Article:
Yesterday was a big day; I picked up the last of my printed pieces from Rich Charpentier and the Ian Russell gallery and delivered a big pile of prints and canvases to the Raven Cafe after closing on Sunday so they could begin hanging it. This is a big deal for me, because the Raven has been one of my favorite local haunts since they opened almost four years ago, and I’ve always hoped that my photos might get to hang on its walls some day. When I walked in the door, the walls were bare. David Bright and Greg Hull were busy prepping them, patching holes and painting. I’m always used to seeing the walls covered in art and so the Raven felt, well . . . naked.

Raven Cafe

As I hauled the last piece in and did a quick inventory I noticed that one had gone missing. Ah, yes, the photo titled Driving into a Dream. It was a scene from California Gulch in Colorado where a few Toyota FJ Cruisers were creeping along a dirt road in a snowy valley during early summer thaw, and they look like ants before the massive scene of mountains around them. I had donated it to an earlier fundraiser at the Raven, “Ales for Trails.” The winner was informed they would have to wait until the art show was over before they could take it home. I was pretty sure my friend Christophe had said he’d left it with Max Kamen, the “Beer Program Specialist” (I prefer to call him the beer lord). An inquiry to Max was met with a puzzled look. The poor guy searched up and down and all around, but couldn’t find the canvas. Oh well, the show must go on; he put a call in to Christophe.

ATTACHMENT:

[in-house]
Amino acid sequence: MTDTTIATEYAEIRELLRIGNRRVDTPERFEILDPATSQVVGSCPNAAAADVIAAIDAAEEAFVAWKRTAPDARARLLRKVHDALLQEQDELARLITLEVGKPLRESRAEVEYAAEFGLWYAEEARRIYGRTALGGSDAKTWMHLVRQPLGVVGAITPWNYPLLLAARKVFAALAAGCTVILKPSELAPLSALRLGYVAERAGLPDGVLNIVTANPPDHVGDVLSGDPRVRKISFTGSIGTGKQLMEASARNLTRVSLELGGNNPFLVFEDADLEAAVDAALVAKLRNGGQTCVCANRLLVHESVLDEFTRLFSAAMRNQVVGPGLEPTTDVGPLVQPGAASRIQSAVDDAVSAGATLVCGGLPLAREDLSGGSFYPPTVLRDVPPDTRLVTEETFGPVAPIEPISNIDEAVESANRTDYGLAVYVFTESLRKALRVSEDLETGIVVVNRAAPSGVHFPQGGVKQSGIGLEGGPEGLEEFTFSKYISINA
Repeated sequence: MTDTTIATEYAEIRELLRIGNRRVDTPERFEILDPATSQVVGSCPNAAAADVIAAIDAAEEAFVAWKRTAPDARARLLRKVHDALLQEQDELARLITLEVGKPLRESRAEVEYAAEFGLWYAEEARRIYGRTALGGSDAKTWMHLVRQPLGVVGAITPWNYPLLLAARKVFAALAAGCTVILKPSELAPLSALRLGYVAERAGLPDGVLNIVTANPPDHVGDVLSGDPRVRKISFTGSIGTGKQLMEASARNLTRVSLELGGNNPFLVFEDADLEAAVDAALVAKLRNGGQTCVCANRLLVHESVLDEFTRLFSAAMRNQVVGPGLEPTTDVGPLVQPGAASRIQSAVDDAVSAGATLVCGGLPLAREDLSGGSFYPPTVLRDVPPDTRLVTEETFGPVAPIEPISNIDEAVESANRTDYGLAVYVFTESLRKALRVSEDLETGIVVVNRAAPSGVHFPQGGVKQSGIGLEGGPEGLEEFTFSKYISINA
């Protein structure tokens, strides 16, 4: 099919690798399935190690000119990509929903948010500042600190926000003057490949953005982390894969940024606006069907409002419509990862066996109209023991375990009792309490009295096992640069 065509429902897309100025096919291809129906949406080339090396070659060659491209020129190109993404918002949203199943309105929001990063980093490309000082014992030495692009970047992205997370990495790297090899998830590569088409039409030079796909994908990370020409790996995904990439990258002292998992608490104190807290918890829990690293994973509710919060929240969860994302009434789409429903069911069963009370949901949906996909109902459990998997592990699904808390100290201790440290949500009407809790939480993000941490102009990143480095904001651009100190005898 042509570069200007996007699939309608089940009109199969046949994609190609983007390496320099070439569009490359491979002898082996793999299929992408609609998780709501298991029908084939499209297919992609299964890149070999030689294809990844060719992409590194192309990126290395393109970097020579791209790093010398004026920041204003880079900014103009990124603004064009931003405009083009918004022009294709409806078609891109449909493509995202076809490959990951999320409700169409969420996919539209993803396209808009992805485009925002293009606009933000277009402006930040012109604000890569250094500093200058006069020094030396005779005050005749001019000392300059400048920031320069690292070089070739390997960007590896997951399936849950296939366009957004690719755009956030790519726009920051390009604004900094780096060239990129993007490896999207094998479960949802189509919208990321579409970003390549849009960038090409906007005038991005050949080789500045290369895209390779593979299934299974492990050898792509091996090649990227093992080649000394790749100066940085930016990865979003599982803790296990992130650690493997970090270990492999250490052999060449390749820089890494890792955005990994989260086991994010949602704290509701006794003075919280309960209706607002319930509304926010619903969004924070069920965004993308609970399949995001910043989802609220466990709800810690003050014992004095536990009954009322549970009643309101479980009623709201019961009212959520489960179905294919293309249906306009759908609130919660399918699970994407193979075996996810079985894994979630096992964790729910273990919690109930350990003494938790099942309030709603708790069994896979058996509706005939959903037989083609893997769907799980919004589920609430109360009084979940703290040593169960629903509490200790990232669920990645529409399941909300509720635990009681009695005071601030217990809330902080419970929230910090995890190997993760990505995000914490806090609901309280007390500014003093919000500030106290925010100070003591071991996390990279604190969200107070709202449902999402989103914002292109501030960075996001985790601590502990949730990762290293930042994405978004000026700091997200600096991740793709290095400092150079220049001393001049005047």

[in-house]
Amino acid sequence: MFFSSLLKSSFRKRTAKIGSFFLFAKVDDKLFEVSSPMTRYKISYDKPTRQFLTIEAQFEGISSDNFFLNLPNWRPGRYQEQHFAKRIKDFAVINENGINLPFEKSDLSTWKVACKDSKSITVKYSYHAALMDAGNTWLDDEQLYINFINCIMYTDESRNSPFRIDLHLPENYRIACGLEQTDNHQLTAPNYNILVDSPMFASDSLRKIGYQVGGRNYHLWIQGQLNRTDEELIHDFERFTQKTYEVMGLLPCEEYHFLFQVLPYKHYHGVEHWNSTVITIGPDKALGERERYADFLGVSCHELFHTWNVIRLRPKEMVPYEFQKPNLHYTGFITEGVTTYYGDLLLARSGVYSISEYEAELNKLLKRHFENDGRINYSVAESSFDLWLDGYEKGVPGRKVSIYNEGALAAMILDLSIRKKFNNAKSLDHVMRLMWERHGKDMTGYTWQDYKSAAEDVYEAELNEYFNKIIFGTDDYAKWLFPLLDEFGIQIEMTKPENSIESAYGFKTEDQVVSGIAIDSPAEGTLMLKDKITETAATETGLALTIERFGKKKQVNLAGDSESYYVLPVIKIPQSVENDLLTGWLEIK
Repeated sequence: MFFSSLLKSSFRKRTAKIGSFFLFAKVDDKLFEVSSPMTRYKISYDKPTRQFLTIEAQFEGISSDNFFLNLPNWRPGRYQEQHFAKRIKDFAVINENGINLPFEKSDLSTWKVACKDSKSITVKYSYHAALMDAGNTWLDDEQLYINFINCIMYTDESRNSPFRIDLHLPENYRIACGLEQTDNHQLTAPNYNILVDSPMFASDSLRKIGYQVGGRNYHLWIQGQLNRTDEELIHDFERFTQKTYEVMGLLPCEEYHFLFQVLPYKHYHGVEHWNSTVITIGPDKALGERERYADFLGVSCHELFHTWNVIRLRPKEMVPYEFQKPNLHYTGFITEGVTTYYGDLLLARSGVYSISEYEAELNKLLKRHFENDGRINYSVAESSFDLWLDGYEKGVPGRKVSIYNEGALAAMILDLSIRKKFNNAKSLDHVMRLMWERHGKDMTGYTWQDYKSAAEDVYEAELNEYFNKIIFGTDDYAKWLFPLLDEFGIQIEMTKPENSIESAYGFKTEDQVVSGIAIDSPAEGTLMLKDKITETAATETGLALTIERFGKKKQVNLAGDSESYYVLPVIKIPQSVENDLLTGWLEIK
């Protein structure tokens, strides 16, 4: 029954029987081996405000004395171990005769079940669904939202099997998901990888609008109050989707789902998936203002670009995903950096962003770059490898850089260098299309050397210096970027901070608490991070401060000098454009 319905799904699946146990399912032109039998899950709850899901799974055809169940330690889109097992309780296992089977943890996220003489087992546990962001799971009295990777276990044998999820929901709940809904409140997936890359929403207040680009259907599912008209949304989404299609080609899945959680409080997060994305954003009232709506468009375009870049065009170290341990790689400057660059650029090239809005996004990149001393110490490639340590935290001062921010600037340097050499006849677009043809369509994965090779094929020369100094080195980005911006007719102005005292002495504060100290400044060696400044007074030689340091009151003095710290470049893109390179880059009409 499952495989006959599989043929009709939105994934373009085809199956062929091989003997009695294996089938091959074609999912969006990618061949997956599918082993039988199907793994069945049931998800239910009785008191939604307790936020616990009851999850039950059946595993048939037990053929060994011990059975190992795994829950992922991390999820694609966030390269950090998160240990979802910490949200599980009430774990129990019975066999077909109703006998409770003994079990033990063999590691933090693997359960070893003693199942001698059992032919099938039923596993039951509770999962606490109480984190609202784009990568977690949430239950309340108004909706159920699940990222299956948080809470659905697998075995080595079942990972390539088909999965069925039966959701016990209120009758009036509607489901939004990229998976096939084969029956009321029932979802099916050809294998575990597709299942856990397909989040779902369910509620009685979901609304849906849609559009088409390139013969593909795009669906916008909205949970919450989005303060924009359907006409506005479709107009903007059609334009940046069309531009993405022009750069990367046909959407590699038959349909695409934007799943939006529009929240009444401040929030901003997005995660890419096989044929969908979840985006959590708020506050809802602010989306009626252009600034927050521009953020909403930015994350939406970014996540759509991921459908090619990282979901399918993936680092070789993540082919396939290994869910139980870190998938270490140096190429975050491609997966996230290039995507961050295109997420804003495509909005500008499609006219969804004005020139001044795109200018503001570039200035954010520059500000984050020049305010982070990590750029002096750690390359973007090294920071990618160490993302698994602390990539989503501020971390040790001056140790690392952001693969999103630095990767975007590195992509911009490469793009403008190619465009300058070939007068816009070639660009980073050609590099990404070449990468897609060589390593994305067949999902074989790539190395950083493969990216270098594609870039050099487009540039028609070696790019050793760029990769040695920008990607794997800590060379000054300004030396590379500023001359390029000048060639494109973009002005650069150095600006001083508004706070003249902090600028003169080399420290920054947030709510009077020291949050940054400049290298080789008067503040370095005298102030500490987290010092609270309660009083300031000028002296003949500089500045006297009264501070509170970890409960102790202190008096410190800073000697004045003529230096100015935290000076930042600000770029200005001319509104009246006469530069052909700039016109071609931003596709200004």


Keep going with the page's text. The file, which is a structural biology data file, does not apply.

So have you ever wondered what exactly goes into an art show at the Raven? A ton of work, so I’ve learned. Aside from all the preparation of the art and planning for the show, there is the hanging of the art. This is an art all its own. I was a fly on the wall and watched David and Greg do their thing; jamming to a mix from the iPod playing out on the sound system while they worked intently, and almost independently of one another. Now that I think back on it, it’s almost like I dreamt it and wasn’t really there. It seemed to me like they were improvising; you know—”improv,” like a performer on a stage might do. They just sort of floated around, held various tools and things up in the air, and then the art would just appear. Kind of like clouds building up in the sky. You don’t really see them forming, but next thing you know, there they are in perfect harmony.

David Bright
David Bright

Greg Hull
Greg Hull

The Raven has got soul. Just look at the history written on the walls of the old building, feel the passion of all who worked on it to make it beautiful, see the people who work there and make things happen, connect with an old friend or meet a new one, and you’ll know what I mean.

When you see art at the Raven, these are the guys who put it up. Greg Hull (L) and David Bright (R)

The artists’ reception is this Wednesday, April 14, so please stop by and say hello. I’m happy to say that Bernie Lopez is the other artist featured at the show and he has some fantastic work on display. You have to check it out.

Special thanks to Sharon Marzonie for all her help with this!

Some links if you want to explore:


P.S. Oh yea, about that piece of missing art, Driving into a Dream: It turns out that Christophe had it all along. He decided a man in charge of all the beer at the Raven couldn’t possibly be saddled with babysitting a piece of canvas. He probably didn’t know I had them all “beer-proofed.” (If you’re curious what beer-proofing is, just drop Rich Charpentier a note and he’ll tell you.)